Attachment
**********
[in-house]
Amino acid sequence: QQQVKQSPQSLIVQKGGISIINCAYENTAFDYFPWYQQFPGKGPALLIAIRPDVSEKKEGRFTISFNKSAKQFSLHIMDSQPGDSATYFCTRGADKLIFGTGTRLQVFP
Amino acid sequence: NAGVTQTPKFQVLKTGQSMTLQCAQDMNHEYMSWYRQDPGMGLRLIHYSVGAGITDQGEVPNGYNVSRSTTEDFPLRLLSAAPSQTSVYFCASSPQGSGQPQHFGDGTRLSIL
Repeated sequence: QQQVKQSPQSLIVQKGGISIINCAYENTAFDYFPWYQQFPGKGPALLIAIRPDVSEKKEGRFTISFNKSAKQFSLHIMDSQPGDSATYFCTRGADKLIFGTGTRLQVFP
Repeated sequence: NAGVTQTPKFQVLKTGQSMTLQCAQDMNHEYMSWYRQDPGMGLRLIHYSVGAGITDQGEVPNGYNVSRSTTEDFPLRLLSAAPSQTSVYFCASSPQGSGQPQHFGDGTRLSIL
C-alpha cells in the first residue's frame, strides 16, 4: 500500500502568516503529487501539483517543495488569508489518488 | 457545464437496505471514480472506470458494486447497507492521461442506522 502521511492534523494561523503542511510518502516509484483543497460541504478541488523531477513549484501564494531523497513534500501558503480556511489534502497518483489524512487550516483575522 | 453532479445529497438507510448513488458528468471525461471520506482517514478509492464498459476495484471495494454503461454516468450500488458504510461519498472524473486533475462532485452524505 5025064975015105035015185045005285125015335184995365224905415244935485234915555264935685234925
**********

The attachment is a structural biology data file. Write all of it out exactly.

[in-house]
Amino acid sequence: QQQVKQSPQSLIVQKGGISIINCAYENTAFDYFPWYQQFPGKGPALLIAIRPDVSEKKEGRFTISFNKSAKQFSLHIMDSQPGDSATYFCTRGADKLIFGTGTRLQVFP
Amino acid sequence: NAGVTQTPKFQVLKTGQSMTLQCAQDMNHEYMSWYRQDPGMGLRLIHYSVGAGITDQGEVPNGYNVSRSTTEDFPLRLLSAAPSQTSVYFCASSPQGSGQPQHFGDGTRLSIL
Repeated sequence: QQQVKQSPQSLIVQKGGISIINCAYENTAFDYFPWYQQFPGKGPALLIAIRPDVSEKKEGRFTISFNKSAKQFSLHIMDSQPGDSATYFCTRGADKLIFGTGTRLQVFP
Repeated sequence: NAGVTQTPKFQVLKTGQSMTLQCAQDMNHEYMSWYRQDPGMGLRLIHYSVGAGITDQGEVPNGYNVSRSTTEDFPLRLLSAAPSQTSVYFCASSPQGSGQPQHFGDGTRLSIL
C-alpha cells in the first residue's frame, strides 16, 4: 500500500502568516503529487501539483517543495488569508489518488 | 457545464437496505471514480472506470458494486447497507492521461442506522 502521511492534523494561523503542511510518502516509484483543497460541504478541488523531477513549484501564494531523497513534500501558503480556511489534502497518483489524512487550516483575522 | 453532479445529497438507510448513488458528468471525461471520506482517514478509492464498459476495484471495494454503461454516468450500488458504510461519498472524473486533475462532485452524505 5025064975015105035015185045005285125015335184995365224905415244935485234915555264935685234925